all eating lunch, I mentioned how nice it would be to see the opening
of the movie "Time Machine"(Guy Pierce is a hottie-tomatie). My sister
replied that she and the SQ'ers thought they would rather spend time together
"talking", etc., than going to a movie where they wouldn't be able to
"talk". This made perfect sense. I could understand that they would want
to make the most of their time, sincee they only had a few days. Which
is why, when I found all four of them sitting silently together in the
top floor of the house, I became severely confused. I mean, there they
were. A group of friends that only spend a few days together every couple
of months. No one spoke - no one even looked at each other. I had to check
for a pulse. Christ, is this better than seeing a movie? Each to her own
laptop? If so, could someone explain it to me? I thought that the entire
idea behind getting together, OUTSIDE THE COMPUTER, meant actual
verbal and maybe physical contact
But this is only a glimpse of the confusing behavioral patterns found
in the SQ. How do people do the same thing day and night, night and day?
I mean, two years... TWO YEARS of conversation about the same damn story.
I think it should be in the Guinness Book of Records. I am surprised that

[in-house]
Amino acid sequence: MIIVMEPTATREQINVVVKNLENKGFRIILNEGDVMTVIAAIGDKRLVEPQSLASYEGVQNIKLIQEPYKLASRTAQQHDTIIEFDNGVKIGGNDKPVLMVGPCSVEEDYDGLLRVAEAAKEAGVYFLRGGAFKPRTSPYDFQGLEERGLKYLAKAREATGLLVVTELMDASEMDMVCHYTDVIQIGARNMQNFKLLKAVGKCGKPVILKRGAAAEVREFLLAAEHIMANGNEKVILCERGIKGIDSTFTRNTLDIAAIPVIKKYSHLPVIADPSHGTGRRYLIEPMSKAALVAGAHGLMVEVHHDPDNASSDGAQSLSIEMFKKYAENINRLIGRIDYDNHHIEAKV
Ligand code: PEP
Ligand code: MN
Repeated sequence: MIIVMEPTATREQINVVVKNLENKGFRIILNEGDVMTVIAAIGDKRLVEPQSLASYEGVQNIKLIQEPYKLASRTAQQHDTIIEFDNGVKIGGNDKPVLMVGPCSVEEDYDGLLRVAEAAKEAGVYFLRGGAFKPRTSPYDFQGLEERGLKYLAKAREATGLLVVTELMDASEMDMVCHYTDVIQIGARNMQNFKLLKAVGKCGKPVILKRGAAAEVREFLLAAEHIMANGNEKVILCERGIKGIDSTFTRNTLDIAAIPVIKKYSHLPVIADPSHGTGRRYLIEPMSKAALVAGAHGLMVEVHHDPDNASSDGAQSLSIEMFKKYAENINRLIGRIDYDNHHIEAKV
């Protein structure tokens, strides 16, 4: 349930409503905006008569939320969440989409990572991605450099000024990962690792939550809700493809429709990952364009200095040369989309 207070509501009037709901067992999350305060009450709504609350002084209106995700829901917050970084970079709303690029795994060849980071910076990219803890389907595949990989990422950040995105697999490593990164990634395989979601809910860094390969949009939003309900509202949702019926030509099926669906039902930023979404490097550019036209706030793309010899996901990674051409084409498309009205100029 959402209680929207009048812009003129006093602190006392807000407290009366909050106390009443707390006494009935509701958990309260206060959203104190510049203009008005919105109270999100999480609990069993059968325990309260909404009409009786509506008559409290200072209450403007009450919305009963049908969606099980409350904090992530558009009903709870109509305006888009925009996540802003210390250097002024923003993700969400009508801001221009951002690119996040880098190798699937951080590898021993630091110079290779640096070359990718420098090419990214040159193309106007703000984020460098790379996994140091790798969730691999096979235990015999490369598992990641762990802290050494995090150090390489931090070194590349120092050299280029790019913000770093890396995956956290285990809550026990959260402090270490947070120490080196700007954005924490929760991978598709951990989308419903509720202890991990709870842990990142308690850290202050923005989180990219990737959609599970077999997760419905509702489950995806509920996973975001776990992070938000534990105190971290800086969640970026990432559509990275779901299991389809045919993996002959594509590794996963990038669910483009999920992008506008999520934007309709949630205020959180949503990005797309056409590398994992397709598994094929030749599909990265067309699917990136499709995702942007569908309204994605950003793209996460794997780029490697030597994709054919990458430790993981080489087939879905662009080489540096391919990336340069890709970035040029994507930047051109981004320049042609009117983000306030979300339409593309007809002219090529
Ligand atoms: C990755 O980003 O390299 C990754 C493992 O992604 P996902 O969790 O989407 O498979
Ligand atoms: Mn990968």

they found enough material in the books to go on this long!!
Here I sit, listening to the HP conversation again. I don't get the jokes.
I'm not in on any of the inside info. There are so many questions I have.
Why do they end most words with the letter X? Freax, for example. Why
do they all drool over Mr. Darcy? He isn't in HP, is he? Why do they call
their meetings "summits", and why oh why do they insist on calling each
other by their screen names when they are not on line? These are
things I suppose I will never understand. I'm sure that there are reasons
for these strange occurrences. There must be a reason they get together
and then don't speak. But it is way, way above me. I continue to believe
that when I am able to decipher the owners of SQ (both of whom live in
arm's reach), then perhaps I will gain an understanding. So far this theory